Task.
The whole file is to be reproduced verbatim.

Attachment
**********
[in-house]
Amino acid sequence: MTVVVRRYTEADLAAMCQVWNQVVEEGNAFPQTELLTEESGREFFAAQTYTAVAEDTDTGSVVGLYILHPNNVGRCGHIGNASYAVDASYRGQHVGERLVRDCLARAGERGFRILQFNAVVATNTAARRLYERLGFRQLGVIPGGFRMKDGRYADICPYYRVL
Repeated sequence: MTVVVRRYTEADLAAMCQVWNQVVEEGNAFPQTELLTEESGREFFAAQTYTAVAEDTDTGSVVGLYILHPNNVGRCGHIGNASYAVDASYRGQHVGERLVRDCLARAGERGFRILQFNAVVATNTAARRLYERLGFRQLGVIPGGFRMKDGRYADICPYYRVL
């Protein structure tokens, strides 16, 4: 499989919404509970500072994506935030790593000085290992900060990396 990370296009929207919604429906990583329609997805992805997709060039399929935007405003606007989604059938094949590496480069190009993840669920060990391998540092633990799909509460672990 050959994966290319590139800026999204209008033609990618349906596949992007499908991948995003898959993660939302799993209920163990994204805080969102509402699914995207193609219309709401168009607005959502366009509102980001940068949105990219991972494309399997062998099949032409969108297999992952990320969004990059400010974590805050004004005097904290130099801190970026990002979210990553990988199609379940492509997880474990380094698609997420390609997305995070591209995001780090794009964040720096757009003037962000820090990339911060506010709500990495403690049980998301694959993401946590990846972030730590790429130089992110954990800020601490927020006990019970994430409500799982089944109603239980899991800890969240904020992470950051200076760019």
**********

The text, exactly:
[in-house]
Amino acid sequence: MTVVVRRYTEADLAAMCQVWNQVVEEGNAFPQTELLTEESGREFFAAQTYTAVAEDTDTGSVVGLYILHPNNVGRCGHIGNASYAVDASYRGQHVGERLVRDCLARAGERGFRILQFNAVVATNTAARRLYERLGFRQLGVIPGGFRMKDGRYADICPYYRVL
Repeated sequence: MTVVVRRYTEADLAAMCQVWNQVVEEGNAFPQTELLTEESGREFFAAQTYTAVAEDTDTGSVVGLYILHPNNVGRCGHIGNASYAVDASYRGQHVGERLVRDCLARAGERGFRILQFNAVVATNTAARRLYERLGFRQLGVIPGGFRMKDGRYADICPYYRVL
């Protein structure tokens, strides 16, 4: 499989919404509970500072994506935030790593000085290992900060990396 990370296009929207919604429906990583329609997805992805997709060039399929935007405003606007989604059938094949590496480069190009993840669920060990391998540092633990799909509460672990 050959994966290319590139800026999204209008033609990618349906596949992007499908991948995003898959993660939302799993209920163990994204805080969102509402699914995207193609219309709401168009607005959502366009509102980001940068949105990219991972494309399997062998099949032409969108297999992952990320969004990059400010974590805050004004005097904290130099801190970026990002979210990553990988199609379940492509997880474990380094698609997420390609997305995070591209995001780090794009964040720096757009003037962000820090990339911060506010709500990495403690049980998301694959993401946590990846972030730590790429130089992110954990800020601490927020006990019970994430409500799982089944109603239980899991800890969240904020992470950051200076760019």